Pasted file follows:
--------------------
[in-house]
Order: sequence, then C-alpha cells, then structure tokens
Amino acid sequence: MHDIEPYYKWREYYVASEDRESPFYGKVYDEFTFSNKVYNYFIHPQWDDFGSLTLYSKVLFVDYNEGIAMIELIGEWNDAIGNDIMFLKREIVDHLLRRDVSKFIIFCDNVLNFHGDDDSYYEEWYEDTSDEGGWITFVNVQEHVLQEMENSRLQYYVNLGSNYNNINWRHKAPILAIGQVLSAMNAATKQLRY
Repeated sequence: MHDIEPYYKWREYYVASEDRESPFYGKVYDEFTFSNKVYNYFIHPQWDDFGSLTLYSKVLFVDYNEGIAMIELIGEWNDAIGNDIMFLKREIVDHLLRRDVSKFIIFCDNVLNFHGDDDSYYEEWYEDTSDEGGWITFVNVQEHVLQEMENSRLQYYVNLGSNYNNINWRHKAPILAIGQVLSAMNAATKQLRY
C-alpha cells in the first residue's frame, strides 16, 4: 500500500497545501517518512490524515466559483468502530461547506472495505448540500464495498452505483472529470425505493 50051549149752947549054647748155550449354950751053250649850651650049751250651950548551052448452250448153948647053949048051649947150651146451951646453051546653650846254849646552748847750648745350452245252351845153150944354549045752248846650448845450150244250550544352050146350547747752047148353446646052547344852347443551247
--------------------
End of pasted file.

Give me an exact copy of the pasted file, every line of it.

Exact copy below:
[in-house]
Order: sequence, then C-alpha cells, then structure tokens
Amino acid sequence: MHDIEPYYKWREYYVASEDRESPFYGKVYDEFTFSNKVYNYFIHPQWDDFGSLTLYSKVLFVDYNEGIAMIELIGEWNDAIGNDIMFLKREIVDHLLRRDVSKFIIFCDNVLNFHGDDDSYYEEWYEDTSDEGGWITFVNVQEHVLQEMENSRLQYYVNLGSNYNNINWRHKAPILAIGQVLSAMNAATKQLRY
Repeated sequence: MHDIEPYYKWREYYVASEDRESPFYGKVYDEFTFSNKVYNYFIHPQWDDFGSLTLYSKVLFVDYNEGIAMIELIGEWNDAIGNDIMFLKREIVDHLLRRDVSKFIIFCDNVLNFHGDDDSYYEEWYEDTSDEGGWITFVNVQEHVLQEMENSRLQYYVNLGSNYNNINWRHKAPILAIGQVLSAMNAATKQLRY
C-alpha cells in the first residue's frame, strides 16, 4: 500500500497545501517518512490524515466559483468502530461547506472495505448540500464495498452505483472529470425505493 50051549149752947549054647748155550449354950751053250649850651650049751250651950548551052448452250448153948647053949048051649947150651146451951646453051546653650846254849646552748847750648745350452245252351845153150944354549045752248846650448845450150244250550544352050146350547747752047148353446646052547344852347443551247